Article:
TODD SMITH — Taco Bell and McDonalds take breakfast war viral; how to write killer news releases and more
by Todd Smith
Published: April 14,2014
Everyone loves some good, old-fashioned brand rivalry. That’s why it’s no surprise that the little back and forth between Taco Bell and McDonald’s has now turned into “The Breakfast Wars” — and has gone viral.
Recently, Taco Bell unveiled its new breakfast menu, which, as Taco Bell CMO Chris Brandt explained to Digiday, was about seven years in the making. Along with fun marketing stunts leading up to the breakfast launch, like its burner phone campaign, Taco Bell couldn’t resist creating even more buzz for itself by taking a jab at McDonald’s — the No. 1 fast food brand, according to the QSR 50, and the reigning fast food breakfast destination with about 25 percent of the fast food breakfast market share.
In three TV spots, Taco Bell trots out real-life humans named Ronald McDonald to give rave reviews of its breakfast items. All of the spots end with the line, “Delicious new breakfast everyone can love, even Ronald McDonald.” The main Ronald McDonald Taco Bell spot already has more than 1.6 million views on YouTube.
In many ways, this is a new era of brand-on-brand social media action — look no further than this year’s Super Bowl, when brands spent most of the evening interacting with each other on Twitter in the hopes of getting consumers’ attention. Naturally, McDonald’s couldn’t just let this potential marketing moment pass without coming up with the right social media response.
The day after Taco Bell released its Ronald McDonald ads, McDonald’s took to Facebook to post its comeback: an image of McDonald’s mascot Ronald McDonald crouching down and petting a chihuahua — a reference to the old Taco Bell mascot — along with the copy, “Imitation is the sincerest form of flattery,” and a link to the McDonald’s breakfast menu.
McDonald’s also ran its own breakfast promotion, offering free coffee during breakfast hours. Facebook posts about this promotion have gotten even more engagement than its response to Taco Bell. For example, a Facebook post about the breakfast coffee promotion on March 30 got more than 66,300 likes and more than 6,350 shares.
Both brands have benefited from this so-called “Breakfast War.” According to Topsy, Taco Bell experienced a big spike in Twitter mentions the day of its breakfast menu launch (March 27) and its “Ronald McDonald” ads. And McDonald’s saw a bit of a bump following its comeback post (March 28.)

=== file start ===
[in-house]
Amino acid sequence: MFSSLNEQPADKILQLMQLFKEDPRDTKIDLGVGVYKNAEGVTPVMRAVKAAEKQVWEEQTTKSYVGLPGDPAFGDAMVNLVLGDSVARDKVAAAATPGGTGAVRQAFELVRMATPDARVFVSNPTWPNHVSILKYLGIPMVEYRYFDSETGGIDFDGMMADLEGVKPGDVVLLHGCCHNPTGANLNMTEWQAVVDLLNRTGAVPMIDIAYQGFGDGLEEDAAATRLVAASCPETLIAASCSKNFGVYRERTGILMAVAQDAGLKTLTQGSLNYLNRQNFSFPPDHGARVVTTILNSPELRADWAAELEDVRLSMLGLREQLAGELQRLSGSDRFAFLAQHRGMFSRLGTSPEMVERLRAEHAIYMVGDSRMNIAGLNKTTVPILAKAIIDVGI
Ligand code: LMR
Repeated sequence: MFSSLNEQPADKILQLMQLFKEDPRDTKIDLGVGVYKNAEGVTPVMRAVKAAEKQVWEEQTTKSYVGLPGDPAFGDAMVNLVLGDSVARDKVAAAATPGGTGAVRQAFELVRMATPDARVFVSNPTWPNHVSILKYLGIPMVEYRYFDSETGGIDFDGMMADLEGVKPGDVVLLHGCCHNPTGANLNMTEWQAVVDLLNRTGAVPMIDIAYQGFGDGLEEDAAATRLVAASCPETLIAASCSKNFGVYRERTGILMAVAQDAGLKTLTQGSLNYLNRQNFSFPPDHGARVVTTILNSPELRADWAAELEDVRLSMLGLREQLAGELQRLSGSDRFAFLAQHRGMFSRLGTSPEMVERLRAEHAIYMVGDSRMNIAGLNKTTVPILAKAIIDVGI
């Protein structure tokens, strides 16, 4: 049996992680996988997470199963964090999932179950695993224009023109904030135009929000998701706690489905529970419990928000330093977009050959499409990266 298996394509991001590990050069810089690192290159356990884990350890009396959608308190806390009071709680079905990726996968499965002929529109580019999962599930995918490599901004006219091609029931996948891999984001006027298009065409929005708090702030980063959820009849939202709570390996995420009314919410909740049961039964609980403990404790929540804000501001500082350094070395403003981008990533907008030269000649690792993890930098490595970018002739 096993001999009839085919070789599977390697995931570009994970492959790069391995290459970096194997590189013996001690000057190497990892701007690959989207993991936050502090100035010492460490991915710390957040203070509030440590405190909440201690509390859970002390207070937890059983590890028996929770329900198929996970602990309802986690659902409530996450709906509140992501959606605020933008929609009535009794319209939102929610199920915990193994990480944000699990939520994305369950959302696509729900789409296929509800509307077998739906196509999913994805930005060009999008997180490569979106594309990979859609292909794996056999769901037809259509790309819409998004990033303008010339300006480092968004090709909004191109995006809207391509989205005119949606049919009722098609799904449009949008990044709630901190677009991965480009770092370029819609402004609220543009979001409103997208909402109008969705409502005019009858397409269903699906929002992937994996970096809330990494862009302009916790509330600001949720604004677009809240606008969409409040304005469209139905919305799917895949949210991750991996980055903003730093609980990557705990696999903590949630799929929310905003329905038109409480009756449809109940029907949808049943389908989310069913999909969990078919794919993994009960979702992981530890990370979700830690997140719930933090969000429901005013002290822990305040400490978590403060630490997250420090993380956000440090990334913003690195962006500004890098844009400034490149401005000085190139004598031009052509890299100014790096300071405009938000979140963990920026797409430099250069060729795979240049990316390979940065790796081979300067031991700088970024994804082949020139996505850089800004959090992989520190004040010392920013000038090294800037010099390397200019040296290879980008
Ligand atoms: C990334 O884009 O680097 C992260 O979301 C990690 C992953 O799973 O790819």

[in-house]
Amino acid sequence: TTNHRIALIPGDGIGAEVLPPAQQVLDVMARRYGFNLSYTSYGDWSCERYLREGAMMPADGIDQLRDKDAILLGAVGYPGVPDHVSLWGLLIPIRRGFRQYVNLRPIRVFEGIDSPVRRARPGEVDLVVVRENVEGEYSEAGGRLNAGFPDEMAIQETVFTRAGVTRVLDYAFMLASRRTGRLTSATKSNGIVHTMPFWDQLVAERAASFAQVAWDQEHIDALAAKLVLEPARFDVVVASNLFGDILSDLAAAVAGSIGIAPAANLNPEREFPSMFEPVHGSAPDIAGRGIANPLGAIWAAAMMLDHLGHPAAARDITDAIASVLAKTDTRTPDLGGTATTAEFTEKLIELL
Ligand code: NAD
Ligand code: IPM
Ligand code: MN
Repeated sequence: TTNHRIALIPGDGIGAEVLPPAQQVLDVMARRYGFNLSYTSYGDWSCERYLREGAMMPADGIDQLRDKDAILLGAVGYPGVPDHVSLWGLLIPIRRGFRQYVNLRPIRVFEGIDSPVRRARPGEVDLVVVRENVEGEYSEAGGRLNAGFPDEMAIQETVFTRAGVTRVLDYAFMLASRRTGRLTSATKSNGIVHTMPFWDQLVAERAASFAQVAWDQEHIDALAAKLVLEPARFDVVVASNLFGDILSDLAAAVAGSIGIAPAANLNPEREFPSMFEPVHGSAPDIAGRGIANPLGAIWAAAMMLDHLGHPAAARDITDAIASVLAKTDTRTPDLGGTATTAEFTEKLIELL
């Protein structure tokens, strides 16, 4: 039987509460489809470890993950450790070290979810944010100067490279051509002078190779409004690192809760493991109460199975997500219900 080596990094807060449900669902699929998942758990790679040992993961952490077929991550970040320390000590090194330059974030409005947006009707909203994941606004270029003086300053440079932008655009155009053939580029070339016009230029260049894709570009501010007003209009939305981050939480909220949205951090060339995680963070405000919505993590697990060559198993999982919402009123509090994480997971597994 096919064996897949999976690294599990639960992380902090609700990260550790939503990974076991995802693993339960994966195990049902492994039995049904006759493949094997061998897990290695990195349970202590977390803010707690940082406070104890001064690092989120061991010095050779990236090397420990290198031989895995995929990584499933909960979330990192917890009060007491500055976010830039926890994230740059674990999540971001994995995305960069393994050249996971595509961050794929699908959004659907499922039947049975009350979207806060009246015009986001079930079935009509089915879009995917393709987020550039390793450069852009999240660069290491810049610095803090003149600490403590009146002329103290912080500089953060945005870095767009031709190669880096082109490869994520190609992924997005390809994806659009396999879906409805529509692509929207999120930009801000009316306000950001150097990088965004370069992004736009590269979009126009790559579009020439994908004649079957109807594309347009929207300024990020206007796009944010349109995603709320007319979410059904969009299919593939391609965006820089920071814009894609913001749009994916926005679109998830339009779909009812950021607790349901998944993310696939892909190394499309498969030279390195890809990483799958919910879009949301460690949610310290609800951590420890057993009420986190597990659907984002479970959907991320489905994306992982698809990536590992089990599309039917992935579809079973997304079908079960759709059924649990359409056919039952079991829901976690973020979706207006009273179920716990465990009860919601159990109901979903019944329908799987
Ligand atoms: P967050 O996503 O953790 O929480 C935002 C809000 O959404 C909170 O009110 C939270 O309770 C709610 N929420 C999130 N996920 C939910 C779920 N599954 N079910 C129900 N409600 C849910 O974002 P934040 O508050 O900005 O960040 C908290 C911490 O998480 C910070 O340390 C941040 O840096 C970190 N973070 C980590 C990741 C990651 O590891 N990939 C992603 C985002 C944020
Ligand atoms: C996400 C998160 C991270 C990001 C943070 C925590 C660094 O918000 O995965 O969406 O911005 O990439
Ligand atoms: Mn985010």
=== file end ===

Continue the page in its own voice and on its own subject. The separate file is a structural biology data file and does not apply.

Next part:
Tips on Writing Killer News Releases
Think of a husband whose wife asks him to tighten a loosened screw or jump into a new project around the house.
Rather than go down to the basement to rummage about in the toolkit, the guy would use a butter knife from the cutlery drawer. The knives got dinged, the screw was never tight enough, and mom was unhappy.
“The news release is basically the butter knife of the PR writers’ toolkit,” said Michael Long, who is director of writing at MPS/PRCC at Georgetown University. “They end up dragging it out for everything in the world, and most of the time it’s a poor choice.”
In a Ragan video titled, “Press releases: Create a killer pitch that grabs the media every time,” Long offers a format that he says works for every organization: government, political campaigns, corporations, celebrity publicity, nonprofits. “You name it, this will work,” he said.
There’s a catch, though. You can’t use the news release like a broom to sweep all ideas off your desk and get your boss or client off your back. These catch-all announcements are part of why these type news releases have such a bad reputation among reporters and bloggers.
Here are some tips:
1. Remember that nobody cares.
“I always imagine that the idea I’m pitching is the least attractive for an obscure organization on a topic that nobody wants to hear,” Long said.
It’s a good mental exercise. It forces you to strive to find an interesting angle. Long used to ghostwrite, and most clients were way more interested in themselves than everybody else could ever be. The same is true for your news release.
Face it – journalists aren’t nearly as impressed in your new hair gel/toboggan wax as your bosses are. They seldom are moved to tears by the golden phrases that trip from your tongue. Just tell them what your product, event, or service has to offer the reader.